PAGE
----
which has nothing to do with things, but stands altogether aloof from them
      and contemplates them. The picture which the thinker makes of the phenomena
      of the world is considered, not as something belonging to them, but as
      something existing only in men's heads. The world is complete, even without
      this picture The world is finished and ready-made with all its substances and
      forces, and of this ready-made world man makes himself a picture. Whoever
      thinks along these lines should be asked: What gives you the right to declare
      the world to be complete without thinking? Does the world not produce
      thinking in the heads of men with the same necessity as it produces the
      blossom on a plant? Plant a seed in the earth. Root and stem will grow. It
      will unfold leaves and blossoms. Then place the plant before you. In your
      soul it connects itself with a definite concept. Why should this concept
      belong to the entire plant any less than leaf and blossom? You say: The
      leaves and blossoms are there without the presence of a perceiving subject;
      the concept, however, does not appear till a human being confronts the plant.
      Quite true. But leaves and blossoms appear on the plant only if there is soil
      in which the seed can be planted, and light and air in which the leaves and
      blossoms can unfold. In just this way does the concept of the plant arise
      when a thinking consciousness confronts it.
      It is quite arbitrary to regard as a totality, as a thing in its entirety,
      the sum of what we experience through mere perception, and to regard as a
      mere addition, which has nothing to do with the thing itself, what reveals
      itself through thinking observation. If I receive a rosebud today, the
      picture that offers itself to my perception is complete only for the moment.
      If I put the bud into water, tomorrow I shall get a quite different picture
      of my object. If I do not turn my gaze away from the rosebud, then I shall
      see today's state gradually change into tomorrow's through an infinite number
      of intermediate stages. The picture which presents itself to me at any one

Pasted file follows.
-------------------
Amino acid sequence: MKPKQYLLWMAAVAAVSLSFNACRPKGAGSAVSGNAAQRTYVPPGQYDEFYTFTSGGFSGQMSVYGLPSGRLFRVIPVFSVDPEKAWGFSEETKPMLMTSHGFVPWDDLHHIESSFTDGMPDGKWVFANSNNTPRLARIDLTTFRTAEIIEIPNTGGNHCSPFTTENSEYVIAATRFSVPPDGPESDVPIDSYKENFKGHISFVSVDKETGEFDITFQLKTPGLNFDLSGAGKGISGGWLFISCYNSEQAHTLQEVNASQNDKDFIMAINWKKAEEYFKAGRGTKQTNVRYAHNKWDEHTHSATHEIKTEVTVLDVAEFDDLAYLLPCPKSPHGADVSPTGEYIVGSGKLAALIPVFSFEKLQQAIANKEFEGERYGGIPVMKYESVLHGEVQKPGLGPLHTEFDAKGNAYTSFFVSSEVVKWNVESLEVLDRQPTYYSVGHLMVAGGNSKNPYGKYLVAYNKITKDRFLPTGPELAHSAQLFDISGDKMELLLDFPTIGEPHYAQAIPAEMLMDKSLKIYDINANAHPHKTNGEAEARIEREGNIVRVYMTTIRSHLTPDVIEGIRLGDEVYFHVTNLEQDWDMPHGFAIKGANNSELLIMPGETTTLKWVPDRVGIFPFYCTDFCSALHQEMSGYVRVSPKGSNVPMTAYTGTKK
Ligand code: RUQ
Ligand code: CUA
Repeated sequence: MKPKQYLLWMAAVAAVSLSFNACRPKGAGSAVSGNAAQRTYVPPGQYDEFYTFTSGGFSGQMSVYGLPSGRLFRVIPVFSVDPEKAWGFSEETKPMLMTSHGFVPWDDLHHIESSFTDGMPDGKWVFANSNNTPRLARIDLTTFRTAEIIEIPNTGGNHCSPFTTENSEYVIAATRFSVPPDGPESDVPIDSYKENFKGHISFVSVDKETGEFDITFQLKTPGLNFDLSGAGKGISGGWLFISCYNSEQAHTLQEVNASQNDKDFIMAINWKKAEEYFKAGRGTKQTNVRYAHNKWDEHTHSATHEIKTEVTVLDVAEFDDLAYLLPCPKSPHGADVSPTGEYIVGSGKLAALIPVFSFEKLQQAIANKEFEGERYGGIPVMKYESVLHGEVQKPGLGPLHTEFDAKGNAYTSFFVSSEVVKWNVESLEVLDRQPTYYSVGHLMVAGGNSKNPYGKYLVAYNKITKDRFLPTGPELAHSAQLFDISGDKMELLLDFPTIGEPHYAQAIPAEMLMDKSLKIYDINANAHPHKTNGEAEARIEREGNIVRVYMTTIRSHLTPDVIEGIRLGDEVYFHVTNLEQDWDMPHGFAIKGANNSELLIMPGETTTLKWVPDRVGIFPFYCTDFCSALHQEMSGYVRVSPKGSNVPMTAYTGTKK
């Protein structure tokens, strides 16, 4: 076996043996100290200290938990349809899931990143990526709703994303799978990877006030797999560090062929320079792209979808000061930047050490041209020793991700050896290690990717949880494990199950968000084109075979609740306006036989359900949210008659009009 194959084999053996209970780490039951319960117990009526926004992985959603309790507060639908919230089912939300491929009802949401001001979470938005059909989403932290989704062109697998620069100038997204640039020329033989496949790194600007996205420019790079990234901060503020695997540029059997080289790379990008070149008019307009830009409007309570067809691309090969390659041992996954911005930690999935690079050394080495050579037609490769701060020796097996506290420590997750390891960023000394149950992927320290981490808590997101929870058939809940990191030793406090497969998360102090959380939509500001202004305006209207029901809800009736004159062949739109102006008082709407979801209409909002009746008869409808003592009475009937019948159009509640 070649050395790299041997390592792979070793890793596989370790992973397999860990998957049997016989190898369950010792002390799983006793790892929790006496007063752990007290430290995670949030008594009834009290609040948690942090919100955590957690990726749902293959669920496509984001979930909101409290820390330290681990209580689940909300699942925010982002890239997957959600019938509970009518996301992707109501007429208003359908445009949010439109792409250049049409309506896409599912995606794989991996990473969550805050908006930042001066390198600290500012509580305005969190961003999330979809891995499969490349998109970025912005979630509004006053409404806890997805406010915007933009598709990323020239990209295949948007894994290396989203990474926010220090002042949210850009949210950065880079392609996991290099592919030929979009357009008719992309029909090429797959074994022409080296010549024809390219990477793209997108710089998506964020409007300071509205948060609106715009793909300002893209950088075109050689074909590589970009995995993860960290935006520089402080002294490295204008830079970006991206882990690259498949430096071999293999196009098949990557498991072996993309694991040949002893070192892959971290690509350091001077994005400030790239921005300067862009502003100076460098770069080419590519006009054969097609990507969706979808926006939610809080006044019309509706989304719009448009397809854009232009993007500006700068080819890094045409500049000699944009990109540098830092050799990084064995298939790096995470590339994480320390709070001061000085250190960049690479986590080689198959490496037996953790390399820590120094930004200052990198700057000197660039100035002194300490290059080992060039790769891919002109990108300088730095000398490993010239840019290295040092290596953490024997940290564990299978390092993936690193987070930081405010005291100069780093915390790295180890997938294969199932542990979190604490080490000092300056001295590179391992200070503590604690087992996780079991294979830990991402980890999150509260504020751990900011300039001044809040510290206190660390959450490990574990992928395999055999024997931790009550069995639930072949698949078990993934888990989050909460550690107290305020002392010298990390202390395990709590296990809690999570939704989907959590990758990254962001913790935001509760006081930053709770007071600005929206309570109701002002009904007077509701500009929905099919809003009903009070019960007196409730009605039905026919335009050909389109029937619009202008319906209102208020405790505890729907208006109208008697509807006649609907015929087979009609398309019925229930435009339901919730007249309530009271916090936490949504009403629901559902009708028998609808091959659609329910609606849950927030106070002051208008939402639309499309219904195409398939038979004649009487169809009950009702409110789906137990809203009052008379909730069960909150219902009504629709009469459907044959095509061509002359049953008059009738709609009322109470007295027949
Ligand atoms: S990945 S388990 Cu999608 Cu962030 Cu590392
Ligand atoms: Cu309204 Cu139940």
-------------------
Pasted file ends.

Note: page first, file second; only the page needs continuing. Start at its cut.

moment is only a chance section of an object which is in a continual process
      of becoming. If I do not put the bud into water, a whole series of states,
      which as possibilities lay within the bud, will not be evolved; or tomorrow I
      may be prevented from observing the blossom further and therefore will have
      an incomplete picture of it.
      That opinion is quite subjective which, on the basis of a chance picture of a
      thing, declares: This is the thing.
      It is equally inadmissible to declare the sum of perceptions to be the thing.
      It could well be possible for a being to receive the concept at the same time
      as, and undivided from, the perception. To such a being it would never occur
      that the concept did not belong to the thing. He would ascribe to the concept
      an existence indivisibly bound up with the thing.
      Let me make myself clearer by an example. If I throw a stone horizontally
      through the air, I see it in different places, one after the other. I connect
      these places to form a line. In mathematics I learn to know various kinds of
      lines, one of which is the parabola. I know the parabola to be a line
      produced by a point moving according to certain laws. If I investigate the
      conditions under which the stone moves, I find that the path traversed is
      identical with the line I know as a parabola. That the stone moves just in a
      parabola is a result of the given conditions and necessarily follows from
      them. The form of the parabola belongs to the whole phenomenon as much as
      does any other feature of it. The being described above, who did not have to
      make the detour of thinking, would be given not only a sum of visual aspects
      at different points but, undivided from the whole occurrence, also the
      parabolic form of the path which we add to the phenomenon by means of
      thinking.
      It is not due to the objects that they are given us at first without the
      corresponding concepts, but to our intellectual organization. Our being as a
      totality functions in such a way that from every reality the elements
      belonging to it flow to us from two directions: from the direction of
      perceiving and from that of thinking.
      How I am organized for grasping them has nothing to do with the nature of
      things. The breach between perceiving and thinking is not present until the
      moment I, the one who contemplates them, confront the things. Which elements
      do, and which do not belong to the object, cannot at all depend on the manner
      in which I arrive at knowledge of these elements.
      Man is a limited being. To begin with, he is a being among other beings. His
      existence is bound up with space and time. Because of this, it is always only
      a limited section of the total universe that can be given him. But this
      limited section links itself in all directions, both in time and in space, to